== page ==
The Fox News Channel announced its new line-up Wednesday — with Tucker Carlson replacing Bill O'Reilly, who was ousted amid sexual harassment allegations leveled against the host in recent years.
The new schedule begins on Monday.
Carlson, 47, host of "Tucker Carlson Tonight" will replace "The O'Reilly Factor" at 8 p.m. His slot will be taken over by "The Five" — and Sean Hannity will continue in his 10 p.m. spot.
Leading into Carlson will be programs hosted by Eric Bolling at 5 p.m. — Bret Baier continues with "Special Report" at 6 — and Martha MacCallum at 7 p.m.
"Fox News has demonstrated again and again the strength of its talent bench," Rupert Murdoch, executive chairman of News Corporation, said in a statement published by Deadline.com. "We have full confidence that the network will continue to be a powerhouse in cable news."
News Corporation owns 21st Century Fox, whose holdings also include the Fox News Channel and Fox Business Network.
O'Reilly, 67, was fired after The New York Times reported earlier this month that five women had received payouts totaling $13 million for agreeing to not pursue litigation or discuss any allegations regarding sexual harassment or inappropriate behavior.
A lynchpin of Fox News' prime-time schedule for more than two decades, O’Reilly denied the allegations — saying that he settled the cases to spare his family.
His attorney, Marc Kasowitz, said Tuesday that the host was the target of a "smear campaign" financed by left-wing advocacy groups.
Dozens of advertisers pulled their commercials from "Factor" in light of the Times report, insisting that they run elsewhere in Fox News' programming schedule.
Producers have had to prepare for eight to 10 minutes of additional content each night on the program to make up for the lost ad time.
O'Reilly has been off the air since last Wednesday, part of what was billed a planned vacation around the Easter holiday.
He had planned to return to his show on Monday.
"After a thorough and careful review of the allegations, the company and Bill O'Reilly have agreed that Bill O'Reilly will not be returning to the Fox News Channel," 21st Century Fox said in a statement earlier Wednesday.
O'Reilly's departure follows last year's resignation of Roger Ailes, the CEO who founded Fox News Channel in 1996.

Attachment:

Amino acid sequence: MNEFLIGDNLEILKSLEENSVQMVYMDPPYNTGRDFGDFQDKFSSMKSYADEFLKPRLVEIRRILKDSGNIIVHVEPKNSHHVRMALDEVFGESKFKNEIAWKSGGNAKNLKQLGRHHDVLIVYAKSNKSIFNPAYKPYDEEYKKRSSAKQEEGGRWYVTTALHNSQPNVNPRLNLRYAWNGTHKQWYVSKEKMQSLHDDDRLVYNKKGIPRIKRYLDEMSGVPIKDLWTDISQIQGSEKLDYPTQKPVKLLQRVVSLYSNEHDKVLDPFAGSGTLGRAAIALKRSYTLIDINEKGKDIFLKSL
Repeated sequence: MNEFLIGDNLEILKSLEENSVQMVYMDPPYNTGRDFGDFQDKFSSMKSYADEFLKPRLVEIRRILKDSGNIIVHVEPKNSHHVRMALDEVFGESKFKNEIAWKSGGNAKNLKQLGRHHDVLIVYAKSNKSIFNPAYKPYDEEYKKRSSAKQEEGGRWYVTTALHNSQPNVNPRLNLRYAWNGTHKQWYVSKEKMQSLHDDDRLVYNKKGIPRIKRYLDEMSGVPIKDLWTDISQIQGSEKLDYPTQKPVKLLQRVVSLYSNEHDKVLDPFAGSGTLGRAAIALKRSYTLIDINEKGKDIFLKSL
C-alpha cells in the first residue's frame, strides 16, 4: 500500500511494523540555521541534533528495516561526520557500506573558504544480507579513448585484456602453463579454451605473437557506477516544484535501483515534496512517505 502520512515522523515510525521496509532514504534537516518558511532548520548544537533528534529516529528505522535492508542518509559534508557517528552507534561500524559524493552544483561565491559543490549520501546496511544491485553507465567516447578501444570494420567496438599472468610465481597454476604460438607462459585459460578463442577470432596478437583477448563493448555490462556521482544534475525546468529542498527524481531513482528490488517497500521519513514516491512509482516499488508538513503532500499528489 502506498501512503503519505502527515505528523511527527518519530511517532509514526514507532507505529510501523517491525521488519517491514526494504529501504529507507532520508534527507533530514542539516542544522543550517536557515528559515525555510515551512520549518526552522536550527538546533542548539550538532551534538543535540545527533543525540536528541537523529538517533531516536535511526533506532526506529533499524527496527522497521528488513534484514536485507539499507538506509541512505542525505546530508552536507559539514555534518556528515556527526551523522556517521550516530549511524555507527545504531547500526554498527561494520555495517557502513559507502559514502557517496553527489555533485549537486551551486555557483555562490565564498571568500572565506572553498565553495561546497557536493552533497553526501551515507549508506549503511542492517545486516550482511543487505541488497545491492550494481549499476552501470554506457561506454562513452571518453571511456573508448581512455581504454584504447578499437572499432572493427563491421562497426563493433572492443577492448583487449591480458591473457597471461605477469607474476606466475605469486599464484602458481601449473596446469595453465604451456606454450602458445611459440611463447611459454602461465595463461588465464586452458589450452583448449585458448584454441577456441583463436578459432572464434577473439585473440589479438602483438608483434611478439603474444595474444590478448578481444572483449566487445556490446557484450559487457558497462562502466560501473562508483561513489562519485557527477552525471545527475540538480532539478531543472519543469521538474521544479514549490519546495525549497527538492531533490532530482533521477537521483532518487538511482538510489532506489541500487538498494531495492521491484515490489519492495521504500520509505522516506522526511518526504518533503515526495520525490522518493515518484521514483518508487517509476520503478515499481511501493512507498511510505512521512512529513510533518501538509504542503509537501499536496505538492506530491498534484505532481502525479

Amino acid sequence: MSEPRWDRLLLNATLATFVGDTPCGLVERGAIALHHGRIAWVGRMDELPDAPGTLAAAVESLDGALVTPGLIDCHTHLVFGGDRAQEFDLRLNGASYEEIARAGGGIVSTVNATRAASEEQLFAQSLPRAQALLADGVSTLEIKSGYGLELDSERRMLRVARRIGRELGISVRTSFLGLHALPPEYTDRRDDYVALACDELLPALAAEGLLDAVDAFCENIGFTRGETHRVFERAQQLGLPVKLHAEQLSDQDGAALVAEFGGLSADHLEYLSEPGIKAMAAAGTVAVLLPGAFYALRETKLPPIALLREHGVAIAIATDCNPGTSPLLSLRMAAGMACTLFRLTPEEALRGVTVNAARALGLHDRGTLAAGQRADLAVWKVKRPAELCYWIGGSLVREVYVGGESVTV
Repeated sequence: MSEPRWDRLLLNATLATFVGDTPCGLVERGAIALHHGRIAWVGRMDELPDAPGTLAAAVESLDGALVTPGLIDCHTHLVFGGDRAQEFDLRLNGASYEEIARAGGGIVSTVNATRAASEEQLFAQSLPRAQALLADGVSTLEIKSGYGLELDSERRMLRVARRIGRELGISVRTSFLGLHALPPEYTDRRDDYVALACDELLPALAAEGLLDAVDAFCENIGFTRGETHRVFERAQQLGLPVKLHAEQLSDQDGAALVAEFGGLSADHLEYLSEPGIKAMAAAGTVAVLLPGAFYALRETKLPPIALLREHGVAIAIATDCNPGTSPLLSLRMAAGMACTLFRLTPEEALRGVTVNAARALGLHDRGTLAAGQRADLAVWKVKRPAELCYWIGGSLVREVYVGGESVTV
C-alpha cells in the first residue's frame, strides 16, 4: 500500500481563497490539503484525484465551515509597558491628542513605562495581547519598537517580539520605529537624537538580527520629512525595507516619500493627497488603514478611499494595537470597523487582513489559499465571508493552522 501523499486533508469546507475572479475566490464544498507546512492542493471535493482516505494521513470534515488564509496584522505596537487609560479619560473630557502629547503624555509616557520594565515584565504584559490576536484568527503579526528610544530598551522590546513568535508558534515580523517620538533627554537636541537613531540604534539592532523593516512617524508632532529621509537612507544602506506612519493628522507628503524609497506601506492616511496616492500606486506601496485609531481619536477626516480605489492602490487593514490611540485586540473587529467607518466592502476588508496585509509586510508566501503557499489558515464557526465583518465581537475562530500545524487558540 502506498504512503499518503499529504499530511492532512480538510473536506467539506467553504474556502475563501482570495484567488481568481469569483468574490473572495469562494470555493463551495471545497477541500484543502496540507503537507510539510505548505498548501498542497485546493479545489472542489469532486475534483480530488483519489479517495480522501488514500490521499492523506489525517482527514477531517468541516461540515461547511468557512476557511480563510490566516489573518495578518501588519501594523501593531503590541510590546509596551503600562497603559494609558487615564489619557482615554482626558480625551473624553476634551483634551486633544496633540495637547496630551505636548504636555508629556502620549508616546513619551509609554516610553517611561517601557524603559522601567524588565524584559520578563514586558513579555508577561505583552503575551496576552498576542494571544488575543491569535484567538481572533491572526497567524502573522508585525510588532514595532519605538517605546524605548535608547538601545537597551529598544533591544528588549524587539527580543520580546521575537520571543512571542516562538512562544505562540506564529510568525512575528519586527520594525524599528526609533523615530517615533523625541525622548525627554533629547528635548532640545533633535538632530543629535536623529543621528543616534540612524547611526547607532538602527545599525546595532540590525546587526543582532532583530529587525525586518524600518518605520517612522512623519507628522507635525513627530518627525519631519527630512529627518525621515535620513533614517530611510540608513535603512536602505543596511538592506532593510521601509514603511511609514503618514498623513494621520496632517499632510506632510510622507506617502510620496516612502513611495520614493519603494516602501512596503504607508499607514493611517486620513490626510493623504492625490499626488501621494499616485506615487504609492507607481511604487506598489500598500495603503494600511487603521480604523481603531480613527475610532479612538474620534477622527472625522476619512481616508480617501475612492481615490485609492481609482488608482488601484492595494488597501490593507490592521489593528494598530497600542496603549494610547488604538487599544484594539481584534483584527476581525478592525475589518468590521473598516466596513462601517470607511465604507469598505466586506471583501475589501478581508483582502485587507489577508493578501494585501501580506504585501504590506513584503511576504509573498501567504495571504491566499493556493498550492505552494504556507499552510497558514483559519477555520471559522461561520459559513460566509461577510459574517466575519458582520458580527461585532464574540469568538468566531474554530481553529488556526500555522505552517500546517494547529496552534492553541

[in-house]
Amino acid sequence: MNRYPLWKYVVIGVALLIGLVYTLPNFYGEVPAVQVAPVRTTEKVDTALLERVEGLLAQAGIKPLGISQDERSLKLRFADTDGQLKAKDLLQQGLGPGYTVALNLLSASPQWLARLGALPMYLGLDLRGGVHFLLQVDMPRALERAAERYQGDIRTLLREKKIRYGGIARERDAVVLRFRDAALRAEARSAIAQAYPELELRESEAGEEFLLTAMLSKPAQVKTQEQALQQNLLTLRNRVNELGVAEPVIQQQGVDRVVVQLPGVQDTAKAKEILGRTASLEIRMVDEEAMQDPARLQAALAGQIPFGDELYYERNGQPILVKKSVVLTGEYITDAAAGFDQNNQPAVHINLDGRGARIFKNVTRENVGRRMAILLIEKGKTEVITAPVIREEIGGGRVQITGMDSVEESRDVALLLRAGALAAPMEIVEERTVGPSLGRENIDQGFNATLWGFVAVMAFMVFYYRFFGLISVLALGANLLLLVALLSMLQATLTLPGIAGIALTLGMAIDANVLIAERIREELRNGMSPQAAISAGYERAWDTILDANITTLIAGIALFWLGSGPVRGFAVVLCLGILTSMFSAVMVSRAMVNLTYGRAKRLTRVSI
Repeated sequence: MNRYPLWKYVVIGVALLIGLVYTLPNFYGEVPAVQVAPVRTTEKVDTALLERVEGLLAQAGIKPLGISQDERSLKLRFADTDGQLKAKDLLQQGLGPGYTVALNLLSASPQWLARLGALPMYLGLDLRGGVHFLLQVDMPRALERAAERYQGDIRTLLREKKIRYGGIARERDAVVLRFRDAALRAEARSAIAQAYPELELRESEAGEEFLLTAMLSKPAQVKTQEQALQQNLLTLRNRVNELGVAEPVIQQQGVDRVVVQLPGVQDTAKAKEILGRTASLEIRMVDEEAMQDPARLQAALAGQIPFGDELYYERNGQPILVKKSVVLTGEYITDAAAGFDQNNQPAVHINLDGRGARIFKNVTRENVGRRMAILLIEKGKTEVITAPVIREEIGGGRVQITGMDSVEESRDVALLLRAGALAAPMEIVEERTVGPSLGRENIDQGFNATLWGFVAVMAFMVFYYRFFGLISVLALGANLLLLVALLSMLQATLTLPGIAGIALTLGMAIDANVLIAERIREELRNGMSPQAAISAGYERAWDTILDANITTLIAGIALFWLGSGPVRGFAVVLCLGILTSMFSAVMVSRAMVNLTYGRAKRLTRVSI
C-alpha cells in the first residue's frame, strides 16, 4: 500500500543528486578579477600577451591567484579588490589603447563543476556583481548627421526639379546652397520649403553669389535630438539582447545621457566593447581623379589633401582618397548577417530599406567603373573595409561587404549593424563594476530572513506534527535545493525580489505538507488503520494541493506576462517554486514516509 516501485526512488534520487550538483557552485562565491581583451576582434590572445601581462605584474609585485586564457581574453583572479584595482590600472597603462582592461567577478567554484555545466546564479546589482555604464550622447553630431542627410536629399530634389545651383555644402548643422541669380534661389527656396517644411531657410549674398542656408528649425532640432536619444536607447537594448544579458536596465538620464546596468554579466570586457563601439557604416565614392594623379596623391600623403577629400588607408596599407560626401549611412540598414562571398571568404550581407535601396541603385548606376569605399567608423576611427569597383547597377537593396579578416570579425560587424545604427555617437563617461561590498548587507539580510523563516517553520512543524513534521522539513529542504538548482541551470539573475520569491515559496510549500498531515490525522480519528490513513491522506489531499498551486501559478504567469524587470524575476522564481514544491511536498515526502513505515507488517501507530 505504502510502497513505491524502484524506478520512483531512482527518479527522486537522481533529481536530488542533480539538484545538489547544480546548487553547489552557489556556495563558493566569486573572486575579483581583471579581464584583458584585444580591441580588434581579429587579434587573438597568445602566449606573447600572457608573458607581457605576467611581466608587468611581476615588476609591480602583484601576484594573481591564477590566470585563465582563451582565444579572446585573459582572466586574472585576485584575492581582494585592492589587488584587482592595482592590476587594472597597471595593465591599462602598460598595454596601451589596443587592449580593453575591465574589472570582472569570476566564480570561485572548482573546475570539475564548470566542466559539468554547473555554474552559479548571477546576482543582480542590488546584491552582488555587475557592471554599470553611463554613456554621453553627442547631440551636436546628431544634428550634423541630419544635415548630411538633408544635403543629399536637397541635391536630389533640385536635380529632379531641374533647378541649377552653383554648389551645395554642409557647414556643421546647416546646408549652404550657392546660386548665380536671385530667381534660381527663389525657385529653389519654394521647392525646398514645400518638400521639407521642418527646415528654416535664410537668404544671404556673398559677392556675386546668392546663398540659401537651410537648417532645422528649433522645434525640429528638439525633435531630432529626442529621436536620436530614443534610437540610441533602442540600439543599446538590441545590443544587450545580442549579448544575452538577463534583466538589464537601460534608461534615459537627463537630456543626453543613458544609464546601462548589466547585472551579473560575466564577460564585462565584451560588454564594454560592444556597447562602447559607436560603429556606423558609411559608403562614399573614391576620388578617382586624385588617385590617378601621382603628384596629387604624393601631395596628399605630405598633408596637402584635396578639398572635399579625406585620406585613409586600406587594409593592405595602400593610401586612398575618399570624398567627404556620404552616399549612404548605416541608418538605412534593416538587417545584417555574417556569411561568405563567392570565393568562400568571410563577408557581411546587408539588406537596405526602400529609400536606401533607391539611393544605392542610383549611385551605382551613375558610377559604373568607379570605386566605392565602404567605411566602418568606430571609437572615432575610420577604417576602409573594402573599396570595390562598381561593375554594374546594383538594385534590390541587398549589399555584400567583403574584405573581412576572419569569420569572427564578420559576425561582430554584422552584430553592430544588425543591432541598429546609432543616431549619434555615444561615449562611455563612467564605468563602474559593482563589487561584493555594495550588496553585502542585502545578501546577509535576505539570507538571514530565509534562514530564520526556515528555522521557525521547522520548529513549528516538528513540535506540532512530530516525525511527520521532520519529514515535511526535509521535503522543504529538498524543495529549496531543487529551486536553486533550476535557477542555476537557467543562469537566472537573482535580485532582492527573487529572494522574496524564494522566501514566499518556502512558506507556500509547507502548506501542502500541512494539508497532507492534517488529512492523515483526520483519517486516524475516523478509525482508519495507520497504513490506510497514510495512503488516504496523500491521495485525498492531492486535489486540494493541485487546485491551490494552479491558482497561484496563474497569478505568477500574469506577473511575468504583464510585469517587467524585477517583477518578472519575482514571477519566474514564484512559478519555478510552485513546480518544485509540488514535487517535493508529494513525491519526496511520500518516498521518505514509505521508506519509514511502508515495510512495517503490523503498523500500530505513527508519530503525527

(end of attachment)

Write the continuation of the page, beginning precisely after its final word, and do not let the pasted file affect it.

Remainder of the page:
He left in July 2016 in the wake of an internal investigation into sexual harassment allegations filed by former anchor Gretchen Carlson.
Ailes remains a Fox consultant through 2018.
The investigation was conducted by the law firm of Paul, Weiss, Rifkind, Wharton and Garrison — and it revealed other accusations, all of which Ailes has since denied.
Former anchor Megyn Kelly told investigators that Ailes had harassed her when she was a reporter at the network 10 years ago.
Kelly is now under contract to NBC.
Fox called in the firm again after a former female Fox contributor made a new allegation via a corporate hotline that was put in place to give employees a way to make intolerable workplace conditions known.
"We want to underscore our consistent commitment to fostering a work environment built on the values of trust and respect," Murdoch said in his statement.
Ailes hired O'Reilly at Fox News shortly after the former anchor received his master's degree from Harvard University. He had also worked for CBS News and ABC News and had once hosted the syndicated program "Inside Edition," succeeding David Frost.
His first Fox program was "The O'Reilly Report" in October 1996, which was later renamed "The O'Reilly Factor." The program has been a staple of the cable network's prime-time programming.
The decision by Murdoch and his sons, James and Lachlan, to drop O’Reilly shocked many Fox employees, Gabriel Sherman reports for New York magazine.
As recently as last week, it was believed that Rupert Murdoch would prevail over James, who sought to fire O'Reilly, Sherman reports.
One source told the reporter that Lachlan Murdoch's wife helped convince her husband that O’Reilly should be let go — and that aligned the brothers on the issue.
In addition, senior executives at other Murdoch operations had argued that if any other staffer had faced similar allegations, "that person would be gone already," according to Sherman's report.
"I understand how difficult this has been for many of you," Rupert Murdoch said in his statement. "Thank you for your hard work, patience, and for the great job you all do delivering news and opinion to millions of Americans whose trust you earn every day.
"I look forward to even more success in the coming years."
The Associated Press contributed to this report.
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